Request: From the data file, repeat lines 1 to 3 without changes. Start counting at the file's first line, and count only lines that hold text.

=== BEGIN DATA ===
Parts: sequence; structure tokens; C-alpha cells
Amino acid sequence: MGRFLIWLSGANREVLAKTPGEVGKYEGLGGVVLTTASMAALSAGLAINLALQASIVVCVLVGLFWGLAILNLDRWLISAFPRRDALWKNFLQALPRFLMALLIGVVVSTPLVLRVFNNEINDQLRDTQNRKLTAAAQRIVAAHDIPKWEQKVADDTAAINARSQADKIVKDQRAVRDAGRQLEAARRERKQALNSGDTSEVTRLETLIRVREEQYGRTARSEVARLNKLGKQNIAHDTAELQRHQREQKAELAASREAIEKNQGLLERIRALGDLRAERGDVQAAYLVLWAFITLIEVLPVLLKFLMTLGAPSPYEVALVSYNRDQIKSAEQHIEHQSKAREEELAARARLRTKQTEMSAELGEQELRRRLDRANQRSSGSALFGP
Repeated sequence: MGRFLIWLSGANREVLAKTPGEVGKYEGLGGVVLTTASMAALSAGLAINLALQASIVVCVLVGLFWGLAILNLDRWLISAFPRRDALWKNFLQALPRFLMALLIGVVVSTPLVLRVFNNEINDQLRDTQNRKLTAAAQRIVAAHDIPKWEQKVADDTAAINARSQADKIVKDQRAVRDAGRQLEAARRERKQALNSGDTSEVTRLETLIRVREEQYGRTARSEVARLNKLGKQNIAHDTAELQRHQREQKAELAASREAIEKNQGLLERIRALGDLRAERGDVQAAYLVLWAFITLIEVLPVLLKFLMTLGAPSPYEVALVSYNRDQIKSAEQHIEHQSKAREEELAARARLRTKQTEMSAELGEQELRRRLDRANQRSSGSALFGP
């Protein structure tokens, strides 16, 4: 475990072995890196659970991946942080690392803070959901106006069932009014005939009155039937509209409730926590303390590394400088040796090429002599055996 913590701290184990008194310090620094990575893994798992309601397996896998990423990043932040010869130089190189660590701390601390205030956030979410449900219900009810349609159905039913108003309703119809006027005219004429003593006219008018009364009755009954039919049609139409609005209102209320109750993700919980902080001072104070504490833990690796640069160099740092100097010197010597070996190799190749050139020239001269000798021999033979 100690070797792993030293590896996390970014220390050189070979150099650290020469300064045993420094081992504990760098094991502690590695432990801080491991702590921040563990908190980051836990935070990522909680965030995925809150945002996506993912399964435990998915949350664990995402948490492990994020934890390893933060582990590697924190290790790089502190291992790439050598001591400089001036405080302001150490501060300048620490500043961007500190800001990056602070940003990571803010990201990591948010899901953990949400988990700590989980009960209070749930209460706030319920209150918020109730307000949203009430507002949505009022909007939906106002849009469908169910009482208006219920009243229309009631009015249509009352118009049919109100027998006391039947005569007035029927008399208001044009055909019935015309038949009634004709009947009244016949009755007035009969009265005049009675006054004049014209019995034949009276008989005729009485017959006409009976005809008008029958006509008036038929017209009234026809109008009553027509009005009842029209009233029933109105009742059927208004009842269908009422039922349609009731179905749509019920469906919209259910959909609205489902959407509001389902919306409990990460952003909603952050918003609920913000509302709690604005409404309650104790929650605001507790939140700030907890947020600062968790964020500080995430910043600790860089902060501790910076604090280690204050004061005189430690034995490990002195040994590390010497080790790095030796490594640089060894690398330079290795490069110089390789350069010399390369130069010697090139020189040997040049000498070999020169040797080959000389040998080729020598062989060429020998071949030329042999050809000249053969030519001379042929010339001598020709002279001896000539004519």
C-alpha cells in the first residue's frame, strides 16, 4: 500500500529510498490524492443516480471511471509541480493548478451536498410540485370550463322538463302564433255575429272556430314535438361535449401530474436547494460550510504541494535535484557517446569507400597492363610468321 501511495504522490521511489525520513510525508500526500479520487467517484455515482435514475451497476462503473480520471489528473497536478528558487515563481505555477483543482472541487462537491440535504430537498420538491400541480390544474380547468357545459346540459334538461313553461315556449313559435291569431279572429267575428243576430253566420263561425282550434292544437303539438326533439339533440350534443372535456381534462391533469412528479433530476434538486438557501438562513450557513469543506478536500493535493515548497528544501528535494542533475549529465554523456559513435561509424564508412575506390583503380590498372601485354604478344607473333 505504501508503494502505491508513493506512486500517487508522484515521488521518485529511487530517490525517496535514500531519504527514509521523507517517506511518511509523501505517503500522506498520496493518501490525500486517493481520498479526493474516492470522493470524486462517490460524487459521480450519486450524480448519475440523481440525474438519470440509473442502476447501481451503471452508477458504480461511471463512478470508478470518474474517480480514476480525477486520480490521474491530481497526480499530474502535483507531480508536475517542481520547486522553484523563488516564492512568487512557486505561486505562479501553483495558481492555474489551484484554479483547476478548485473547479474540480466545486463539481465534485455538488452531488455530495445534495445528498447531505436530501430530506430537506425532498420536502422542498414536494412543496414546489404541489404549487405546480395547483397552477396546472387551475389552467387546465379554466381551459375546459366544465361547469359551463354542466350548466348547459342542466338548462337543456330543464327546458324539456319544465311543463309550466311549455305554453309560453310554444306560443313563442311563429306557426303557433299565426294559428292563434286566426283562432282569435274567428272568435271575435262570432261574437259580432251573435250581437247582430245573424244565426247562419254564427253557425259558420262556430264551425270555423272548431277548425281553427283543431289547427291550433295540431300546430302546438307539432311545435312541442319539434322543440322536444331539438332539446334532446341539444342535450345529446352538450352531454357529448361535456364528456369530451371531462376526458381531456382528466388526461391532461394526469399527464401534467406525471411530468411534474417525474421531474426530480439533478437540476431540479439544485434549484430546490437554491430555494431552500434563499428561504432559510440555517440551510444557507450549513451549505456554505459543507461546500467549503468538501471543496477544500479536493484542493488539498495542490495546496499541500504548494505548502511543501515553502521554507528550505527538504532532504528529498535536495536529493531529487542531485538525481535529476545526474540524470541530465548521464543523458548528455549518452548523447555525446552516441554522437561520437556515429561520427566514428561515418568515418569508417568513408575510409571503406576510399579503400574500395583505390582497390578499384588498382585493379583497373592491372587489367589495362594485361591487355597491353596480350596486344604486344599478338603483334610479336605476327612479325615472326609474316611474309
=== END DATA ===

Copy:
Parts: sequence; structure tokens; C-alpha cells
Amino acid sequence: MGRFLIWLSGANREVLAKTPGEVGKYEGLGGVVLTTASMAALSAGLAINLALQASIVVCVLVGLFWGLAILNLDRWLISAFPRRDALWKNFLQALPRFLMALLIGVVVSTPLVLRVFNNEINDQLRDTQNRKLTAAAQRIVAAHDIPKWEQKVADDTAAINARSQADKIVKDQRAVRDAGRQLEAARRERKQALNSGDTSEVTRLETLIRVREEQYGRTARSEVARLNKLGKQNIAHDTAELQRHQREQKAELAASREAIEKNQGLLERIRALGDLRAERGDVQAAYLVLWAFITLIEVLPVLLKFLMTLGAPSPYEVALVSYNRDQIKSAEQHIEHQSKAREEELAARARLRTKQTEMSAELGEQELRRRLDRANQRSSGSALFGP
Repeated sequence: MGRFLIWLSGANREVLAKTPGEVGKYEGLGGVVLTTASMAALSAGLAINLALQASIVVCVLVGLFWGLAILNLDRWLISAFPRRDALWKNFLQALPRFLMALLIGVVVSTPLVLRVFNNEINDQLRDTQNRKLTAAAQRIVAAHDIPKWEQKVADDTAAINARSQADKIVKDQRAVRDAGRQLEAARRERKQALNSGDTSEVTRLETLIRVREEQYGRTARSEVARLNKLGKQNIAHDTAELQRHQREQKAELAASREAIEKNQGLLERIRALGDLRAERGDVQAAYLVLWAFITLIEVLPVLLKFLMTLGAPSPYEVALVSYNRDQIKSAEQHIEHQSKAREEELAARARLRTKQTEMSAELGEQELRRRLDRANQRSSGSALFGP